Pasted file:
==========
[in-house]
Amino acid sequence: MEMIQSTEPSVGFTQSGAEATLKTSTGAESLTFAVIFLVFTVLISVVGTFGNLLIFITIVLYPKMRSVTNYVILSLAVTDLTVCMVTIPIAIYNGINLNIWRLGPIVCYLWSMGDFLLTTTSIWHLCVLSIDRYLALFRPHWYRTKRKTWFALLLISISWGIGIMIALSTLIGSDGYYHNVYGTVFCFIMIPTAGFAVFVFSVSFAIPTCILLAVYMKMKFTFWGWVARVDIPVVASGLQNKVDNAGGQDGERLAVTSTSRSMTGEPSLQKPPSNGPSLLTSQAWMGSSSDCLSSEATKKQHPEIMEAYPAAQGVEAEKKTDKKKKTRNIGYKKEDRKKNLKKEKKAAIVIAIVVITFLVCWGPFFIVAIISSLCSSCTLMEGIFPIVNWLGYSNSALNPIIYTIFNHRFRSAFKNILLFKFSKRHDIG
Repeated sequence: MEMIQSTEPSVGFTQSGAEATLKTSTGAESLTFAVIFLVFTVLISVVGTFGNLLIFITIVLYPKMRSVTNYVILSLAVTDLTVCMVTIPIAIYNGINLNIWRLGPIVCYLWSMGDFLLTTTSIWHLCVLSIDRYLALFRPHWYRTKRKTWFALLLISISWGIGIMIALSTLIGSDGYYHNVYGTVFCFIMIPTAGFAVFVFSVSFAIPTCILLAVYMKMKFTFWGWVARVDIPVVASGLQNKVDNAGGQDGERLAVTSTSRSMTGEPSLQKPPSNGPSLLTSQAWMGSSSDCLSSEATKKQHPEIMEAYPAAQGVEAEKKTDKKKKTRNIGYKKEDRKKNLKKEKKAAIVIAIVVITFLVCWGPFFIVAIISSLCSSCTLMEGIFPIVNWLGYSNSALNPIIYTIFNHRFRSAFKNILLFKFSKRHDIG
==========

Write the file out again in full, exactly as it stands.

[in-house]
Amino acid sequence: MEMIQSTEPSVGFTQSGAEATLKTSTGAESLTFAVIFLVFTVLISVVGTFGNLLIFITIVLYPKMRSVTNYVILSLAVTDLTVCMVTIPIAIYNGINLNIWRLGPIVCYLWSMGDFLLTTTSIWHLCVLSIDRYLALFRPHWYRTKRKTWFALLLISISWGIGIMIALSTLIGSDGYYHNVYGTVFCFIMIPTAGFAVFVFSVSFAIPTCILLAVYMKMKFTFWGWVARVDIPVVASGLQNKVDNAGGQDGERLAVTSTSRSMTGEPSLQKPPSNGPSLLTSQAWMGSSSDCLSSEATKKQHPEIMEAYPAAQGVEAEKKTDKKKKTRNIGYKKEDRKKNLKKEKKAAIVIAIVVITFLVCWGPFFIVAIISSLCSSCTLMEGIFPIVNWLGYSNSALNPIIYTIFNHRFRSAFKNILLFKFSKRHDIG
Repeated sequence: MEMIQSTEPSVGFTQSGAEATLKTSTGAESLTFAVIFLVFTVLISVVGTFGNLLIFITIVLYPKMRSVTNYVILSLAVTDLTVCMVTIPIAIYNGINLNIWRLGPIVCYLWSMGDFLLTTTSIWHLCVLSIDRYLALFRPHWYRTKRKTWFALLLISISWGIGIMIALSTLIGSDGYYHNVYGTVFCFIMIPTAGFAVFVFSVSFAIPTCILLAVYMKMKFTFWGWVARVDIPVVASGLQNKVDNAGGQDGERLAVTSTSRSMTGEPSLQKPPSNGPSLLTSQAWMGSSSDCLSSEATKKQHPEIMEAYPAAQGVEAEKKTDKKKKTRNIGYKKEDRKKNLKKEKKAAIVIAIVVITFLVCWGPFFIVAIISSLCSSCTLMEGIFPIVNWLGYSNSALNPIIYTIFNHRFRSAFKNILLFKFSKRHDIG